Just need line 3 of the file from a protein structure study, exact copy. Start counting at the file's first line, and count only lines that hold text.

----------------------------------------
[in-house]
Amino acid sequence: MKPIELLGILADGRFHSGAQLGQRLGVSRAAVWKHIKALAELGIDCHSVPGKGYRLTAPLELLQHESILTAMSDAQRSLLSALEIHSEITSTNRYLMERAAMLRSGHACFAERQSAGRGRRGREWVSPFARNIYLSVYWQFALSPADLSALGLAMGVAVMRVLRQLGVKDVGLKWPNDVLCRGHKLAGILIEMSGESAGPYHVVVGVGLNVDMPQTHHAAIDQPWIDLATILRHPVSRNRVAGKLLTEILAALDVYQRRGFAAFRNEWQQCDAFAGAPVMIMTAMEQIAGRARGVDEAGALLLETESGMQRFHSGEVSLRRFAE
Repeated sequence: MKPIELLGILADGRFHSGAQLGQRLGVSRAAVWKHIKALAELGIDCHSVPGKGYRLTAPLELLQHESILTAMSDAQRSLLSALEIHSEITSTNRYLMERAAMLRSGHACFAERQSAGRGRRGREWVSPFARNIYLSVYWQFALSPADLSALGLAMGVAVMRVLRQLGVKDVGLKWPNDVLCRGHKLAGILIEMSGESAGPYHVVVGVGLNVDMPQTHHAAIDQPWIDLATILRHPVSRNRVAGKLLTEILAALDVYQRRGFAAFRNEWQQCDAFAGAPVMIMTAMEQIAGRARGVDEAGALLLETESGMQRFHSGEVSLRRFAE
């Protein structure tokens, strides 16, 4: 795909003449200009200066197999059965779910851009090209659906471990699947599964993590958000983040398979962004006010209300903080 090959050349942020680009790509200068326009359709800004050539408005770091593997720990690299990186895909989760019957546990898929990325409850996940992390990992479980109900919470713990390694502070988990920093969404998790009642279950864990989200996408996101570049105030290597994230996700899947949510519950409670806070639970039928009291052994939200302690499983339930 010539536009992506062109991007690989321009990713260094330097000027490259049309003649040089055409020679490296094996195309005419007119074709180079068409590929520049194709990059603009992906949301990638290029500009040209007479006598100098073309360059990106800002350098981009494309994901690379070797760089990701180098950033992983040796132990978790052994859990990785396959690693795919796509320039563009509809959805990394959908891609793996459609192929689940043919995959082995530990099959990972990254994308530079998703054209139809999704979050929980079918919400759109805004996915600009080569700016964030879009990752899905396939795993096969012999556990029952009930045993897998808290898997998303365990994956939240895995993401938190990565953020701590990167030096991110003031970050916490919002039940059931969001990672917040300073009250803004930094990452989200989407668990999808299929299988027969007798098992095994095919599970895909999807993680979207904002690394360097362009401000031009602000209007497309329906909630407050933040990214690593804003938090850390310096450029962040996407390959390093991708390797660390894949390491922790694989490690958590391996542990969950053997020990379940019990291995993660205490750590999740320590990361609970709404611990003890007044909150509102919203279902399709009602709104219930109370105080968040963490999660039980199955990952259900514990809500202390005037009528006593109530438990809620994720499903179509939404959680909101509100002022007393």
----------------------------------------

Repeated sequence: MKPIELLGILADGRFHSGAQLGQRLGVSRAAVWKHIKALAELGIDCHSVPGKGYRLTAPLELLQHESILTAMSDAQRSLLSALEIHSEITSTNRYLMERAAMLRSGHACFAERQSAGRGRRGREWVSPFARNIYLSVYWQFALSPADLSALGLAMGVAVMRVLRQLGVKDVGLKWPNDVLCRGHKLAGILIEMSGESAGPYHVVVGVGLNVDMPQTHHAAIDQPWIDLATILRHPVSRNRVAGKLLTEILAALDVYQRRGFAAFRNEWQQCDAFAGAPVMIMTAMEQIAGRARGVDEAGALLLETESGMQRFHSGEVSLRRFAE